4 OCTOBER 1969, Page 9


Is there a junkie in the house?


Until a short time ago I did not know, because I thought I did not need to know, that the youngster who has taken an overdose of drugs should be laid face down on the floor and that if the victim is conscious I should make hini sick by pushing the handle of a spoon or my finger down his throat. Nor did I know that the police could arrest without warrant a boy or girl suspected of commit- ing—or being about to commit—an offence under the Dangerous Drugs Act. Nor that there are seventy-six items of drug-takers' slang which an adult should listen for lest there is an addict in the house ('goof balls'= barbiturates, 'ice-cream habit'=occasional drug-taking). The duties of a modern parent are complex and this is one I had neglected until I read Dr George Birdwood's new parents' guide to drug abuse, The Willing Victim (Seeker and Warburg 35s).

1 was brought to my senses by that coun- sellor of the masses, Marjorie Proops of the Mirror. She 'gutted' Dr Birdwood's 200 pages before the book was published, and she made such a good job of it that some parents among her ten million readers must have rushed straight off to the doctor for a sedative. I was impelled to ring up the editor of this journal and ask whether I might, as a former schoolmaster, a grandfather and a father with a son shortly going to university, look at the book and describe its effect on me. For Proops had left me with the feeling that I must do something about this aspect of what the ineffable Gerald Priestland calls 'the frictions of a changing society' but that I ould not discourse to my family on a matter f which I had no personal experience. Marcuse, for example, I could deal with be- cause I remember enough about his back- round to know that he is a product of the orces which created Hitler. Student protest, oo, I could express sympathy with because know how very bad the teaching of some ions can be. But my only experience of kicks' was when I awoke prematurely after prolonged dental operation to find myself lone, seized the telephone and dictated 500 ords to my secretary on the future of the 'beral party: (It was, I think, during the evival of 1951.) I still treasure those brilliant nd meaningless sentences, which are enough o put me on Dr Birdwood's side—not against rugs but against the abuse of them.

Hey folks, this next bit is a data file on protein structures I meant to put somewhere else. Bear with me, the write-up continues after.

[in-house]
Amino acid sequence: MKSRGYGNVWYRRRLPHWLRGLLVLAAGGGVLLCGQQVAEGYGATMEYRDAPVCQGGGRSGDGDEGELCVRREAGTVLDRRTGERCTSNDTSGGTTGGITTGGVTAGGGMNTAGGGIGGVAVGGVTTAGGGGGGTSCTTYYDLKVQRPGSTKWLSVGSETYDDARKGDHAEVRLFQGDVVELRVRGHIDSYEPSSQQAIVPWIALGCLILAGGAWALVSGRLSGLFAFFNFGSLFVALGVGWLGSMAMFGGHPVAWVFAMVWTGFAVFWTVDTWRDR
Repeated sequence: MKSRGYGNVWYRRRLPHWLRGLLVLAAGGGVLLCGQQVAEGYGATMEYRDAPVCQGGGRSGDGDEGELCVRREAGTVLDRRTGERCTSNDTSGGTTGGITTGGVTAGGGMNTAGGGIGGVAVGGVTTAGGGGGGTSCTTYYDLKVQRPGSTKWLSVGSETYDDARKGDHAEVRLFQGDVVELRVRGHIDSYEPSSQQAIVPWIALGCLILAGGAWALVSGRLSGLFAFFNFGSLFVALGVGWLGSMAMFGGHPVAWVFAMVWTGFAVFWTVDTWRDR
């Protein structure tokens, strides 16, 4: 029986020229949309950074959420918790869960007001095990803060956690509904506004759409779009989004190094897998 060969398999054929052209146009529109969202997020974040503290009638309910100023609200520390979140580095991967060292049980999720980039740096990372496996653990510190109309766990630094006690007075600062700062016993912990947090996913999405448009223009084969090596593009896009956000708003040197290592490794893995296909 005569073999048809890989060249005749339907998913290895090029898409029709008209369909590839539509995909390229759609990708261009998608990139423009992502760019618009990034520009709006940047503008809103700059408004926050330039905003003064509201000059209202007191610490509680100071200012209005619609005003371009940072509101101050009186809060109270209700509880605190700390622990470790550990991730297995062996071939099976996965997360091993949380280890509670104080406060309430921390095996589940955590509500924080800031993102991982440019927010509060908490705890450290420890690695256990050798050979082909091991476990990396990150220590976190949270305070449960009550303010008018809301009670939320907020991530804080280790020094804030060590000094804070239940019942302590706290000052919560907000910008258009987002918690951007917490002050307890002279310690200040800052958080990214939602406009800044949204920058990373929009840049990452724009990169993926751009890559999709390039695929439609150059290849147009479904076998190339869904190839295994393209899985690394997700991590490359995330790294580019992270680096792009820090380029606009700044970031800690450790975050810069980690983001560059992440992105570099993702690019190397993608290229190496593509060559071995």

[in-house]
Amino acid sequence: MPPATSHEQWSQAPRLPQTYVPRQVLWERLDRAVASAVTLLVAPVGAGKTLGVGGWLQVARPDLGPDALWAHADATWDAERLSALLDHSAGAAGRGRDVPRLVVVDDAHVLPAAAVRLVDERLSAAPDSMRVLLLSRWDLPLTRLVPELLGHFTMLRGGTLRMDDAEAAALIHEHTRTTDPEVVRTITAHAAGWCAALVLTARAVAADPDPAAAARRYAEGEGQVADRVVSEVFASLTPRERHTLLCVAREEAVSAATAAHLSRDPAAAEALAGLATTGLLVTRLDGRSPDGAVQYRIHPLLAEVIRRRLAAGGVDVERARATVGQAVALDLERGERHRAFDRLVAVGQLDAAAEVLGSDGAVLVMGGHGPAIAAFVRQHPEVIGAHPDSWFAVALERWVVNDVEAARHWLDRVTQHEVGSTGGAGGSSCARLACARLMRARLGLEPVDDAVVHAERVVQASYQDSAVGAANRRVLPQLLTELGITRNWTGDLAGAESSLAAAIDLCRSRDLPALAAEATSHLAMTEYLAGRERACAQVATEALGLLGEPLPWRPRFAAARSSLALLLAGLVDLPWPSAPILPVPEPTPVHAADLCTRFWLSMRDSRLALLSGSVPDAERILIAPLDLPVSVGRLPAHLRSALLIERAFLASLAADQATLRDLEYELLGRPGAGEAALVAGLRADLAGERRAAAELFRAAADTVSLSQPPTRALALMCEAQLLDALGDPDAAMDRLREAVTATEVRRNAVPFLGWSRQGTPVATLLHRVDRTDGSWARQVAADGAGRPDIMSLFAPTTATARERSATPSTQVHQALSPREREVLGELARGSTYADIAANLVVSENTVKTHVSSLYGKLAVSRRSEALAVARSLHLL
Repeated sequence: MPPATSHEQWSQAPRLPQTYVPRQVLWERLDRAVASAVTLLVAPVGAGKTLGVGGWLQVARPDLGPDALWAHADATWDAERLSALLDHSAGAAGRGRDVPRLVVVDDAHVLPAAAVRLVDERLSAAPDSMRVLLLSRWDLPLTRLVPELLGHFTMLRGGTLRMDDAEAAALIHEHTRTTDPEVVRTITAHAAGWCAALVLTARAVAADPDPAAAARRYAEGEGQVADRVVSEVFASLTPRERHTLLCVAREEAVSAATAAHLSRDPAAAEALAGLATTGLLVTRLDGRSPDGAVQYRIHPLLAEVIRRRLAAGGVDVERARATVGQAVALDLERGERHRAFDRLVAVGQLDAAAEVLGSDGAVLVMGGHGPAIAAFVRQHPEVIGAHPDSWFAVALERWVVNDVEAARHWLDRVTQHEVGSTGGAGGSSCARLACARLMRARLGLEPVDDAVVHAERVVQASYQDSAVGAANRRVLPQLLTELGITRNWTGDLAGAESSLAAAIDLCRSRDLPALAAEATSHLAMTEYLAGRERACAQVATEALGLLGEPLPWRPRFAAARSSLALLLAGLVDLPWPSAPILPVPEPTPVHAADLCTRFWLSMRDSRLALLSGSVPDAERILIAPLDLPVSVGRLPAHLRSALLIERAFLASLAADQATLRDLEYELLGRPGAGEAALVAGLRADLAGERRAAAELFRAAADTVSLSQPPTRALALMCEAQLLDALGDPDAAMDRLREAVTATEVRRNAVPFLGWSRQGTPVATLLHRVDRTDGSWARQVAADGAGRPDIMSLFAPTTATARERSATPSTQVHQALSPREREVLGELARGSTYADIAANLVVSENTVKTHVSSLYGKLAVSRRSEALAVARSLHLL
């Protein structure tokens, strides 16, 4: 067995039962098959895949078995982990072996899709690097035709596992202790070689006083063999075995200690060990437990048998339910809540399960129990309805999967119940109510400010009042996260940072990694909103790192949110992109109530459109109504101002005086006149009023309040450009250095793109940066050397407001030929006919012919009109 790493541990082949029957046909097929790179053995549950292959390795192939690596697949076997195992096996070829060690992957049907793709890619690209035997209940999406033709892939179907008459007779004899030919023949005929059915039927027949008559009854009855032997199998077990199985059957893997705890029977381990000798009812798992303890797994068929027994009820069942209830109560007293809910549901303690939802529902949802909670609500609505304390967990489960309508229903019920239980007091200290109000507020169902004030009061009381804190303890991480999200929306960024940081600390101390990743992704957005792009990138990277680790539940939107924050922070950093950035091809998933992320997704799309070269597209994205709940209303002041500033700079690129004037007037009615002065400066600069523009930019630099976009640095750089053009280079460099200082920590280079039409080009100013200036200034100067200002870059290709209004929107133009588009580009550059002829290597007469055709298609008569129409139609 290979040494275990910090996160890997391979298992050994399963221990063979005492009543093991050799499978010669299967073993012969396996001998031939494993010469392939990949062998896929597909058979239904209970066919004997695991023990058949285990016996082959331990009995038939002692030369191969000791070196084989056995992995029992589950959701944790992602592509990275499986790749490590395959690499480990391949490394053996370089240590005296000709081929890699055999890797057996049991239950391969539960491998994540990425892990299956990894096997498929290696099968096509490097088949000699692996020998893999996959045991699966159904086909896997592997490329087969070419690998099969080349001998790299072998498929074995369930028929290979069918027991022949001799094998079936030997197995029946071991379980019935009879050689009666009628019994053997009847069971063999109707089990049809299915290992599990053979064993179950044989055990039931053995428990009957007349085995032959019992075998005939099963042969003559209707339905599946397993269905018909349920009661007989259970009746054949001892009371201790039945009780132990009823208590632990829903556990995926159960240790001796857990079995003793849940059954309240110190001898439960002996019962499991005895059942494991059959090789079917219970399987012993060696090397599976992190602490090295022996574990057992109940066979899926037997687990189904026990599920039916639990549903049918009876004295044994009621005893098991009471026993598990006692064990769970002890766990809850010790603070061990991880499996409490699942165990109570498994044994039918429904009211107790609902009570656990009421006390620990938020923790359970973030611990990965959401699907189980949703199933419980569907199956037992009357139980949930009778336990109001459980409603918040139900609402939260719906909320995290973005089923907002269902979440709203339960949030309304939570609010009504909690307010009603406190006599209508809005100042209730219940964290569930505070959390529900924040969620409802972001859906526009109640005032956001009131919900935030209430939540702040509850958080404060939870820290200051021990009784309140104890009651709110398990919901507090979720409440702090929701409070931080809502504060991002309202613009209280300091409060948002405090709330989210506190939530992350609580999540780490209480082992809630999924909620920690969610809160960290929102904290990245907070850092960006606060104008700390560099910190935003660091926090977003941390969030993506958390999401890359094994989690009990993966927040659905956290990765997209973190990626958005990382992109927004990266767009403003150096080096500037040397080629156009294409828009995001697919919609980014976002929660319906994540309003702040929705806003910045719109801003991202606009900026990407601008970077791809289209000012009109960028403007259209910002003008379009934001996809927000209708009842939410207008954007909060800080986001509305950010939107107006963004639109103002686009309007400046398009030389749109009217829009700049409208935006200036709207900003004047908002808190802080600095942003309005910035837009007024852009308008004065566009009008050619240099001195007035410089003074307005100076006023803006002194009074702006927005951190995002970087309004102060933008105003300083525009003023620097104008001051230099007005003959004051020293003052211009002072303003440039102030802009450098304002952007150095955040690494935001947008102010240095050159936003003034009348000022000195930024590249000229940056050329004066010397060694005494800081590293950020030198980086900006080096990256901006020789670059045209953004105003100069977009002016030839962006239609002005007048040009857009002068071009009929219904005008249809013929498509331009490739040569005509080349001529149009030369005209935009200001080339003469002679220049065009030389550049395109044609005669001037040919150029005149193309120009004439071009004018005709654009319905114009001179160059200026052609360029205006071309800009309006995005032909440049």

He has been a general practitioner and a rent. He.therefore realises that fathers and others who get drugs from the doctor to ake them sleep, to calm their nerves, to lax their lumbagos and to banish their eadaches cannot rebuke with any real thority youngsters who experiment with ft drugs. Where the difference lies, he ints out, is in the fact that drug-taking by young is a social pursuit (like drinking flee, beating up seaside fronts or having • tor-bike rallies) whereas their parents' 11-taking is a lonely, regulated medication. to foresee what might produce an addict the family parents must try to understand at drives their youngsters into drug-taking roles.